BA: Everyone knows your designs come from your own creativity. That is why you have such a fan base. How do you feel about people who rip off your designs?

Susan: You know, it used to bother me a lot but years ago someone pointed out to me how much better it is to be in the position of being the one people want to copy rather than being someone so sadly unimaginative as to have to copy others. That was an epiphany for me and changed my entire outlook on the subject. There are so few people who are seriously designing handmade upscale hair jewelry that it becomes blatantly obvious to hair jewelry collectors who is copying whom. Considering how often it’s pointed out to me that someone else has done a poor job of imitating my ideas or my designs, I’ve come to the conclusion that they do infinitely more harm to themselves and their own reputation than they can possibly do to me.

Integrity is important to me and my customers know that. My designs are my designs and my customers know that. Other “artist’s” ideas are often my ideas and many of my customers tell me that. I don’t spend time thinking about what anyone else is doing and I rarely even bother to look at anyone else’s designs or sites. It’s just not important to me, and my time definitely is, so that’s not how I choose to spend it.


For more addictive shopping at affordable prices and hair-care information, please examine

LongLocks HairSticks

Longlocks Special Edition Designs

The Hair Care Recipes Cookbook

The Ultimate Guide to Growing Long Hair

Cartier Hair Comb

This comb sold at Sotheby’s for $20,000 on April 20, 2010. I believe Japanese ideas influenced Cartier’s Parisian jewelers in 1920, just as they influenced French artists during Japonisme (1867-1905).

The Japanese intricately carved chrysanthemums on coral kanzashi. It seems Cartier took this idea, fit the coral carvings into an English-style tiara, and hinged it on a tortoiseshell comb. The mums also have diamond centers and are bordered with pearls.

To compare and contrast, here is the Cartier comb and a Japanese coral kanzashi.


For more scholarly research, please examine

Cartier: Innovation through the 20th Century

Catalogue of a collection of hair ornaments, pouches and toilet articles used by Japanese women;: The collection of Baron Ino Dan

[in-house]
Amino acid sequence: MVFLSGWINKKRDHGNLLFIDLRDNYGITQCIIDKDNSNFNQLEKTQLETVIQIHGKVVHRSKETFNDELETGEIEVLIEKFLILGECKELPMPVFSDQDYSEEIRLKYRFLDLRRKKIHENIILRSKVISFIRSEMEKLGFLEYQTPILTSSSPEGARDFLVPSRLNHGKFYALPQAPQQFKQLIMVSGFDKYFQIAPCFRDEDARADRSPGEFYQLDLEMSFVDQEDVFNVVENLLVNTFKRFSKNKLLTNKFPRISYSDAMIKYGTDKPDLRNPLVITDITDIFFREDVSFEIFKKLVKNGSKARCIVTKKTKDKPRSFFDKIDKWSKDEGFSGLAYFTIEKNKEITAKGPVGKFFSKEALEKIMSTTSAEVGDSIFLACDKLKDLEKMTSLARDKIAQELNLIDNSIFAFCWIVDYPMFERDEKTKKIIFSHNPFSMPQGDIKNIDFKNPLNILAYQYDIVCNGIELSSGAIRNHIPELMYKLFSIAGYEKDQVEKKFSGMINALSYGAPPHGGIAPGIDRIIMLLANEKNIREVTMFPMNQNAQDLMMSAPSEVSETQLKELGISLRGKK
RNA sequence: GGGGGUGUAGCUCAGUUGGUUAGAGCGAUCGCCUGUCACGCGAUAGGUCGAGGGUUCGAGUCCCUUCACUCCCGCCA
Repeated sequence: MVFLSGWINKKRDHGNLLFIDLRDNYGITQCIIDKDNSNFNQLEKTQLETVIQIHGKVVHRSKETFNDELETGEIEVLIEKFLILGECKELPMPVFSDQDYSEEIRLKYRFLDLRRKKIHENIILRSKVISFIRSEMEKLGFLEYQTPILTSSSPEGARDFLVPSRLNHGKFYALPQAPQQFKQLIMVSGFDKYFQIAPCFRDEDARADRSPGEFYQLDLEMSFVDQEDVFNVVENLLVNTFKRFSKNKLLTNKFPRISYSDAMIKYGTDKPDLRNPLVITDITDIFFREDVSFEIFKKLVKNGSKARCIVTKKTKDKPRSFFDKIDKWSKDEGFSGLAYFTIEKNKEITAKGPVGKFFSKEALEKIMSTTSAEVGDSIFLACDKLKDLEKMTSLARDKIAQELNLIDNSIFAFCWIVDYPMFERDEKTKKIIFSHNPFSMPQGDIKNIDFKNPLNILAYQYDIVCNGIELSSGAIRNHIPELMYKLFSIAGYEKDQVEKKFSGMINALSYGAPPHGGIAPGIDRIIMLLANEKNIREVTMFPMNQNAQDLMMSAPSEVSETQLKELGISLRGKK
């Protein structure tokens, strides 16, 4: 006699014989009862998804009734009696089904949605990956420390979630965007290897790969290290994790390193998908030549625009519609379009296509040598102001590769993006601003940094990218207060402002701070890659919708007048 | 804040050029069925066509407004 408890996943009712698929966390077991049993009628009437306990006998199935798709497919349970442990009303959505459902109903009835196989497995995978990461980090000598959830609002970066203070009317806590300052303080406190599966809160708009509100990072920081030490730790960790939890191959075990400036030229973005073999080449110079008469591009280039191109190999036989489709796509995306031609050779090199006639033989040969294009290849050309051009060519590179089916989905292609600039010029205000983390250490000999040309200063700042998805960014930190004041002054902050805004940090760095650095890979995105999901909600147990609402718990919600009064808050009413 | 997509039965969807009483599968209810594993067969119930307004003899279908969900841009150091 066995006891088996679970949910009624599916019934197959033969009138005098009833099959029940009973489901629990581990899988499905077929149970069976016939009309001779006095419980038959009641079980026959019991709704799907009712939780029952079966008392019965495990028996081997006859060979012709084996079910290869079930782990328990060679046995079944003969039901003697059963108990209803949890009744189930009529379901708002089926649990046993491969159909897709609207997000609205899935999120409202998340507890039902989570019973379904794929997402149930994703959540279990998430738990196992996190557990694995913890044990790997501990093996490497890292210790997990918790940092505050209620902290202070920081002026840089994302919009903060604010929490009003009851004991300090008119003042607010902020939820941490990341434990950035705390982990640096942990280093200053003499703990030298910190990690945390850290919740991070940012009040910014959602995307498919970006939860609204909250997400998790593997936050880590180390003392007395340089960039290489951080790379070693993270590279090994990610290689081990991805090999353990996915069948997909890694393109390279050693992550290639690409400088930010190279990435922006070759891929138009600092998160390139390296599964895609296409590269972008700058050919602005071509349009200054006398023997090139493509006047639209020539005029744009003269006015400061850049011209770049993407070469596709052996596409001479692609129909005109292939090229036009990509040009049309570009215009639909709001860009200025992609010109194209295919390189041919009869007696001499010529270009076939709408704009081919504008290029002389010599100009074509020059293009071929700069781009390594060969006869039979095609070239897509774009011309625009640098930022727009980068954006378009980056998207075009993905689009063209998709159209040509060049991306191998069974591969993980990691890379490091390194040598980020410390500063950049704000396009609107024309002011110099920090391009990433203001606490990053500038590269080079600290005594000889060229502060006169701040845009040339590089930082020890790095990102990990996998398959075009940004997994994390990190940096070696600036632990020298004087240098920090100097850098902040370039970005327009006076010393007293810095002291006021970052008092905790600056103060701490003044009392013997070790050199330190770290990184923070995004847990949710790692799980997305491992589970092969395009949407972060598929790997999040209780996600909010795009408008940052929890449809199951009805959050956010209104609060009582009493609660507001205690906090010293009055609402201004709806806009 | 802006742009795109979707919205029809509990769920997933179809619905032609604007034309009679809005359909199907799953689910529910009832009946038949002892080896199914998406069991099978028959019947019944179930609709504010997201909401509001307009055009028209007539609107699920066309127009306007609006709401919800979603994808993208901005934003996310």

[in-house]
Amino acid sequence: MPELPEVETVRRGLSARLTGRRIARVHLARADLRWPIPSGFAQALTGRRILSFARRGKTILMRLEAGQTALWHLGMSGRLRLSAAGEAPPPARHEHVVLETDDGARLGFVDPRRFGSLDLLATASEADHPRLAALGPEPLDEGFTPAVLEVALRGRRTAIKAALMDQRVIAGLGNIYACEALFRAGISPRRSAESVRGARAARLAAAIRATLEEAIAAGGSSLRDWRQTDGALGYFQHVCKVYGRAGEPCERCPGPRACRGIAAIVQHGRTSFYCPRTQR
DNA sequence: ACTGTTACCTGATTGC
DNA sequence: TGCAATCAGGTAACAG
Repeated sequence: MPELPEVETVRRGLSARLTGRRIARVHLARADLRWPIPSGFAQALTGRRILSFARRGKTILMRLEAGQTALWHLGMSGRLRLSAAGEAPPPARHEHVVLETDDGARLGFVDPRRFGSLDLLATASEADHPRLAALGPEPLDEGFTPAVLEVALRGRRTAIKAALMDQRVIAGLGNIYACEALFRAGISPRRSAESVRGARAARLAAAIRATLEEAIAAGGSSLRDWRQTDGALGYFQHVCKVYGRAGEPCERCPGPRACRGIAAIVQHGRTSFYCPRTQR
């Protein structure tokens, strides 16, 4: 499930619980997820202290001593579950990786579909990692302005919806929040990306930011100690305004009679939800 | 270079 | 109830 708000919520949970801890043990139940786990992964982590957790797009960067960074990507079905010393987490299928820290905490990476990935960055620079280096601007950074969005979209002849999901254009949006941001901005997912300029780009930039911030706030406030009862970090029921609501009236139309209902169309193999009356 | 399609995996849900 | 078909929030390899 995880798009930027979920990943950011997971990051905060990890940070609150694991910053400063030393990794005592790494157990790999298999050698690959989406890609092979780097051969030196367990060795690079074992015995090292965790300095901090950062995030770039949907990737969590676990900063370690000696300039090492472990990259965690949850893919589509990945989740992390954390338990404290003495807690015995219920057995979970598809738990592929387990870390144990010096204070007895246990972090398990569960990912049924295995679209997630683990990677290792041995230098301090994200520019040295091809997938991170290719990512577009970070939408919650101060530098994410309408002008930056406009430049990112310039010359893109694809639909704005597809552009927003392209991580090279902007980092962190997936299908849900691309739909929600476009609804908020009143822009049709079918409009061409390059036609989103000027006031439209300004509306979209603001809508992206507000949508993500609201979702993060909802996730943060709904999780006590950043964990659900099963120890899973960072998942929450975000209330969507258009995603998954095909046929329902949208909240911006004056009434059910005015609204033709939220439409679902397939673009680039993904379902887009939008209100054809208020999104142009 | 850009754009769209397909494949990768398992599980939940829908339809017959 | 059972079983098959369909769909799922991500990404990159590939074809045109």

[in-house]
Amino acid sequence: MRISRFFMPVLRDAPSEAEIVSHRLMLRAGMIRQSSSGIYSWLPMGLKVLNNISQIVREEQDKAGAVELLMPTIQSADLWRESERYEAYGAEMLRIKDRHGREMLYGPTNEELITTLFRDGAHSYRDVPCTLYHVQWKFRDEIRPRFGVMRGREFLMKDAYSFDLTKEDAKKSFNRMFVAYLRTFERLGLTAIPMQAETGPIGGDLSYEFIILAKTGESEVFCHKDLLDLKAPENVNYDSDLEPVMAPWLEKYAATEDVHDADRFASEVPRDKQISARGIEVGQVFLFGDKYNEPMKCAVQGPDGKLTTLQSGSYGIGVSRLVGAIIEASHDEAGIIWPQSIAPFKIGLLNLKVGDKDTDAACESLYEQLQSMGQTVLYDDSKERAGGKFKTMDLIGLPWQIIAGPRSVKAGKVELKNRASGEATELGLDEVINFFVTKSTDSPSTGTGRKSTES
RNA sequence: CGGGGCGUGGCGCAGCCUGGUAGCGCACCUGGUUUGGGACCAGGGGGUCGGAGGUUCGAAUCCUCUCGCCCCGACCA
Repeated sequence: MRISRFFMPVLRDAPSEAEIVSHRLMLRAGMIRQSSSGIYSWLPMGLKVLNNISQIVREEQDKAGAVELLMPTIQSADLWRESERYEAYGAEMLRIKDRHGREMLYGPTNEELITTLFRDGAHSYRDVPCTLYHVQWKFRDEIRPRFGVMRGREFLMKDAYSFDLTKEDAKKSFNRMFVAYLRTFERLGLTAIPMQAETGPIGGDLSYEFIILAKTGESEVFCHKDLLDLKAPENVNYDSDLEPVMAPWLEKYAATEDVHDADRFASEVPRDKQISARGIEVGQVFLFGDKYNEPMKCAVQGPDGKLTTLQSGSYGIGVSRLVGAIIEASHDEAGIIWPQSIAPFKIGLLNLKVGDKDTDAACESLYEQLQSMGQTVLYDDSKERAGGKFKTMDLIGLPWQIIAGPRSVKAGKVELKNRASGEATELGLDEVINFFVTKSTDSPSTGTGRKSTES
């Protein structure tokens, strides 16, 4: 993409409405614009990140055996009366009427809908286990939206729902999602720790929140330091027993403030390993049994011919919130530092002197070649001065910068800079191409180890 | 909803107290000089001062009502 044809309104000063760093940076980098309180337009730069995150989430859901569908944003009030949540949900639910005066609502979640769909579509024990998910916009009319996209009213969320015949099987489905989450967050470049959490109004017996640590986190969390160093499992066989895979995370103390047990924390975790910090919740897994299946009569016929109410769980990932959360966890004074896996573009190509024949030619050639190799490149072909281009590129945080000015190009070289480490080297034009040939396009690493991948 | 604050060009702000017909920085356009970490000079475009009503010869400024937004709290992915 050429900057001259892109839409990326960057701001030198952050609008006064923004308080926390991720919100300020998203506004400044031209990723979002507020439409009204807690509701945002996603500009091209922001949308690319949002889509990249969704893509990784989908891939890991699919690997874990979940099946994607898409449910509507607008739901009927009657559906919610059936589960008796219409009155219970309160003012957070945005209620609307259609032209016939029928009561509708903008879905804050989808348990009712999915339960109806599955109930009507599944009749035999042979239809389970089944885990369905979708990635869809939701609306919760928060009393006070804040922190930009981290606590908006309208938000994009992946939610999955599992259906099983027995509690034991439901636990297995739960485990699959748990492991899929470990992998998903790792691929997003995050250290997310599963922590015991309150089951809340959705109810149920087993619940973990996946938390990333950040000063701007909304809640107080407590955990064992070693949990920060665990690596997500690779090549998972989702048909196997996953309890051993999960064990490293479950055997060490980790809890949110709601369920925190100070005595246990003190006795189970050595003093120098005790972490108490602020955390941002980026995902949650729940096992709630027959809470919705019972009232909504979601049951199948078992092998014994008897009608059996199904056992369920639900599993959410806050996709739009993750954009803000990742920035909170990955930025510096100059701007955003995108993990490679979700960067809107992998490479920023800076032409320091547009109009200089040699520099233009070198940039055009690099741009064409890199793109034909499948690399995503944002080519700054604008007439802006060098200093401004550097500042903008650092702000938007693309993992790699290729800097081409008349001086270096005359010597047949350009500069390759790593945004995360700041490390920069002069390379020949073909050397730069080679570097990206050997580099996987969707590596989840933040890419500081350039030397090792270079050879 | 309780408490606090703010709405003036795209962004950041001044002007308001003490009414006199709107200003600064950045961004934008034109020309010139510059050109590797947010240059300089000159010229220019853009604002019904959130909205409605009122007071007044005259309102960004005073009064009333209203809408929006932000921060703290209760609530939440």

Celluloid Combs: Leominster, MA, and France’s Oyonnax Valley

Who invented celluloid? The credit cannot go to one person or one continent. However, the world’s first thermoplastic was registered in 1870. With celluloid, heat and machines could be used to mold, cut, and carve many objects per hour for the first time. Capitalists invested. Artists’ imaginations went wild. Endless possibilities of color, shape, and intricacy gave birth to the Art Deco Movement, and the Industrial Revolution met comb making.

Two of the most famous manufacturing areas at the turn of the 20th Century were in Leominster, Massachussets, and France’s Oyonnax Valley. Leominster combs were unsigned. However, the most famous designer of Oyonnax was Auguste Bonaz.

What I want to show is how designer, material, hand tools, machine, manufacturing process, and factory were one, while the art had infinite identities.

This comb-rubbing machine resides in an old Leominster factory. It made about 1300 revolutions per minute and held the parts of celluloid combs together.

These are tools used by Leominster factory workers to do hand work on more expensive pieces.

This machine is a Farnham Plummer, which could cut 120-dozen side combs a day, in horn. It could be constructed to cut combs of any size.

In Oyonnax, you see a factory of similar turning machines made by French inventors.

And here is the breathtaking art they produced.

American Celluloid Combs from The Creative Museum.

Auguste Bonaz: from The Creative Museum, The Mary Bachman Collection, The Myrna Klitzke Collection, and The Jo Sullivan Collection.


For more scholarly research, please examine

Collector’s Guide to Hair Combs: Identification and Values by Mary Bachman

The Comb: Its History and Development by Jen Cruse

Comb Making in America by Bernard W. Doyle

Le peigne: Dans le monde by Robert Bollé